Piers Morgan revisited his controversial departure from former employer ITV two years ago following comments he made about Meghan, the Duchess of Sussex, on his breakfast show “Good Morning Britain.”
Morgan, who was taking part in a debate about news impartiality at the Royal Television Society conference on Thursday morning alongside Channel 4 News anchor Krishnan Guru-Murthy, suggested he had been “invited to leave his job” after he cast doubt on comments Meghan had made about her mental health during her May 2021 interview with Oprah.
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Posing the situation as a hypothetical — “Imagine members of the Royal Family make a series of allegations,” he said, “and one presenter stands up courageously and says ‘I think it’s a pack of lies'” — Morgan said his comments could be viewed as “due impartiality” in light of other presenters’ support of Meghan. Yet despite that and the fact that U.K. media regulator Ofcom later found his comments were acceptable, ITV “invited” him to resign, he said.
“I was completely free at ‘Good Morning Britain,'” Morgan said of his six years as the show’s main co-anchor. “I was hired to be a deliberately provocative controversialist. In fact they got the rights to play ‘Sympathy for the Devil’ for my intro music which I don’t think was a sign I was going to be due impartial.”
“For five years I expressed very strongly held opinions about everything and I never had Ofcom ruling against me. And in fact the big one which caused me to leave, Ofcom eventually came down and agreed with me.”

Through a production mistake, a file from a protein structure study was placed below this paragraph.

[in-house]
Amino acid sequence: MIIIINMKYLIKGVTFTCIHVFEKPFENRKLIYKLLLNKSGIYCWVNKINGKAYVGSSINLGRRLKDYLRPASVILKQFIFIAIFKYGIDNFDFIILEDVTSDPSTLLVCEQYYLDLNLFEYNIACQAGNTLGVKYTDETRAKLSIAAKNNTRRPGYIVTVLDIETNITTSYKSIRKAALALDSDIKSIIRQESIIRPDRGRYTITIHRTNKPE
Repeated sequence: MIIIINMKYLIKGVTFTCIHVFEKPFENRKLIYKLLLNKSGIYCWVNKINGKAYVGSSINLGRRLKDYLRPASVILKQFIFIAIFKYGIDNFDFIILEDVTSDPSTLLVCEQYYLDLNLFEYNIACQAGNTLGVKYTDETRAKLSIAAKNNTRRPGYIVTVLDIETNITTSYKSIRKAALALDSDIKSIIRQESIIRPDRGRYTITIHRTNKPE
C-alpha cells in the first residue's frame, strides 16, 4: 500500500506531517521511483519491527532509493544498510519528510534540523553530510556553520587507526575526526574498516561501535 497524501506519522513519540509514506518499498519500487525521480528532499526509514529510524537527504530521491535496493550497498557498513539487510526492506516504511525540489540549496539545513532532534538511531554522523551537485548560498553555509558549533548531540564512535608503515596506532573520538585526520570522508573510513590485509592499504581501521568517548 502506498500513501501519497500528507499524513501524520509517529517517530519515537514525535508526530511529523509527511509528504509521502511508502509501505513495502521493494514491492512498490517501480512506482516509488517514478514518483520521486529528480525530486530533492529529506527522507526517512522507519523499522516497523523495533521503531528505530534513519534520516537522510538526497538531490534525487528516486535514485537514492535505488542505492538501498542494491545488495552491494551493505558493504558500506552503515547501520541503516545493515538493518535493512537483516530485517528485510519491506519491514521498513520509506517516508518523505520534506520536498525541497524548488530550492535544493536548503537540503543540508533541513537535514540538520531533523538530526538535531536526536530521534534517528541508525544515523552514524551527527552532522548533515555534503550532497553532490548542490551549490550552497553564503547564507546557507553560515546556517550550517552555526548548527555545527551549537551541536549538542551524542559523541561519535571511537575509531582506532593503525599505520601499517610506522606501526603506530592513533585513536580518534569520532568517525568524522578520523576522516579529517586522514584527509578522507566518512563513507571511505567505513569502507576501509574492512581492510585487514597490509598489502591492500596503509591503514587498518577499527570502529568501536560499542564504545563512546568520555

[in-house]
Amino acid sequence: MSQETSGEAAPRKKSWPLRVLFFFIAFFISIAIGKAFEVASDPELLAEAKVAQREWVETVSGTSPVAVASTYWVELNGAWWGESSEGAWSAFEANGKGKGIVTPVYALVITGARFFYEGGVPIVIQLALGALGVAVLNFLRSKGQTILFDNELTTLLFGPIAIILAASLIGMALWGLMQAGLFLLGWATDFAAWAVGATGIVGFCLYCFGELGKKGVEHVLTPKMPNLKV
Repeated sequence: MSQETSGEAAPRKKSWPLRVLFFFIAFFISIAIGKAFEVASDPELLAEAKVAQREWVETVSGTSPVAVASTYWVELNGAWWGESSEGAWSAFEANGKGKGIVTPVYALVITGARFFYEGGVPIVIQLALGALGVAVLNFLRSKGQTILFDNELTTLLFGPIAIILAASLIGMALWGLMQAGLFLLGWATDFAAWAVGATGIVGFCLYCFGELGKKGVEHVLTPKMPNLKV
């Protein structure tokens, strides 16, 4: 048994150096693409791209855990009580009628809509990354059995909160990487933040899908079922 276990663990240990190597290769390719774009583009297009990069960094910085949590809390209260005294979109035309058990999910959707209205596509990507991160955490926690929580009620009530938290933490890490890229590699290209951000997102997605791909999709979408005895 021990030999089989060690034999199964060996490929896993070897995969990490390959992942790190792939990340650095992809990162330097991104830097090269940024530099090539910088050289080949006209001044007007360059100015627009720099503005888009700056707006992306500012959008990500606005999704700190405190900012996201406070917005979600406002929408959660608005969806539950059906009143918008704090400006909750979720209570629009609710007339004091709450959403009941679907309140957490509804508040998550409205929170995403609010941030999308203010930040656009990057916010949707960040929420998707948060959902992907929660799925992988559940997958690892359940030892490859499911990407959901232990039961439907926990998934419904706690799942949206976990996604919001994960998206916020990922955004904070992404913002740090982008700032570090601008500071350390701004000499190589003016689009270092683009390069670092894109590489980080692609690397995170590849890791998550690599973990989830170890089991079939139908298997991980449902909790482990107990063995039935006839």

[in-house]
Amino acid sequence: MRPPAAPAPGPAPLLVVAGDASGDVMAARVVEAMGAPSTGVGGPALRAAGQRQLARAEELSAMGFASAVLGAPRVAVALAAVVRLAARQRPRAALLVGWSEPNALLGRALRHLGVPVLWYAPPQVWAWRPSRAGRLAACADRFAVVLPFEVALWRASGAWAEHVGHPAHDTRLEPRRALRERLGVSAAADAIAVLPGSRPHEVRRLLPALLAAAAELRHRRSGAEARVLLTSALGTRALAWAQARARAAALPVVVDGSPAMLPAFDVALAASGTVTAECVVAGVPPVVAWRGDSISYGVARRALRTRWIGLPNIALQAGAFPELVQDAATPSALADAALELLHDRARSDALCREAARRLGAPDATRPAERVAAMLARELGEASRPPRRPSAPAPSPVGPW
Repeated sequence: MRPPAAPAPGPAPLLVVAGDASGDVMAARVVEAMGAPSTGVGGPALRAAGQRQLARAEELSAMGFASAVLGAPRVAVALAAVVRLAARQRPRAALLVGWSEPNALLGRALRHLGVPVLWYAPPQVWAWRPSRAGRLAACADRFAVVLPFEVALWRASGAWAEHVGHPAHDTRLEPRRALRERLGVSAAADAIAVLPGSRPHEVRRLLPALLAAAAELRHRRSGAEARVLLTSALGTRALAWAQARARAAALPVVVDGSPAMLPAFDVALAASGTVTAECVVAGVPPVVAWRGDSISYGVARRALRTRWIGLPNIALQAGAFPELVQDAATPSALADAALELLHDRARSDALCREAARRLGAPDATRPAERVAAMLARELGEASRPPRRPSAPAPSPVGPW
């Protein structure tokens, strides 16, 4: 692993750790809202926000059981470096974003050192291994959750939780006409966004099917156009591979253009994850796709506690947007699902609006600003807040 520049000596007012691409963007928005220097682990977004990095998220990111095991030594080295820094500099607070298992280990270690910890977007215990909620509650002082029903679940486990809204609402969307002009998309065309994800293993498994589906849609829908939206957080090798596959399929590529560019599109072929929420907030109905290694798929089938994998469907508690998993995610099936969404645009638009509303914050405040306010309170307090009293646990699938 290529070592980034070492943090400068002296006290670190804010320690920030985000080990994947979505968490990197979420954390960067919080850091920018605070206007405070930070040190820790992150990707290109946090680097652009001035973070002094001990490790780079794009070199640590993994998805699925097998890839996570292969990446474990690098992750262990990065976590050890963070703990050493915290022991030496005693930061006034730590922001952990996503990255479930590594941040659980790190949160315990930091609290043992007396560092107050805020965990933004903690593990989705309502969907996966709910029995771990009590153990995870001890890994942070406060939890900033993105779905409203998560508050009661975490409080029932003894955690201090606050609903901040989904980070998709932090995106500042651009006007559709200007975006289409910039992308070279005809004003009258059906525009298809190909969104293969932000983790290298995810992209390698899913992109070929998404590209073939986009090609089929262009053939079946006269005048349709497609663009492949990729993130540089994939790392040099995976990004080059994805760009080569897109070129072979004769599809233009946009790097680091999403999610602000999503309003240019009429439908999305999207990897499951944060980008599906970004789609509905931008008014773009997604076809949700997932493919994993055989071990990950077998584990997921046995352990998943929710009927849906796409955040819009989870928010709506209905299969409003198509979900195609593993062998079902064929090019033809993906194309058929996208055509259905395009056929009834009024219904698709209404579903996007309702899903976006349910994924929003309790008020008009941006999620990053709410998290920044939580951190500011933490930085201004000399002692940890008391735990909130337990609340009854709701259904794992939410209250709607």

Discussing the increasing disintegration of mainstream news, Guru-Murthy said Morgan’s departure from ITV for Talk TV was not a net positive. “The product of this is that Piers is not on ITV and that is a shame,” the Channel 4 anchor said. “I don’t think we want to get into a situation where people like him are forced off into the fringes of the internet.”
During the debate Morgan also defended “Harry Potter” author J.K. Rowling. “I do believe in a thriving democratic society everybody should be entitled to have their opinions,” he said. “Really the more interesting debate for me right now is not the nuance of impartiality, it’s about the real problem [which] is establishing what facts are, what truth is.”
“We’re living in a fake news era where there are deliberate attempts to subvert the reality that’s facing us in front of our very eyes,” Morgan continued. “When you have those debates either you get shot down like J.K. Rowling or you get told you’re taking part in some orchestrated, trumped up culture war.”
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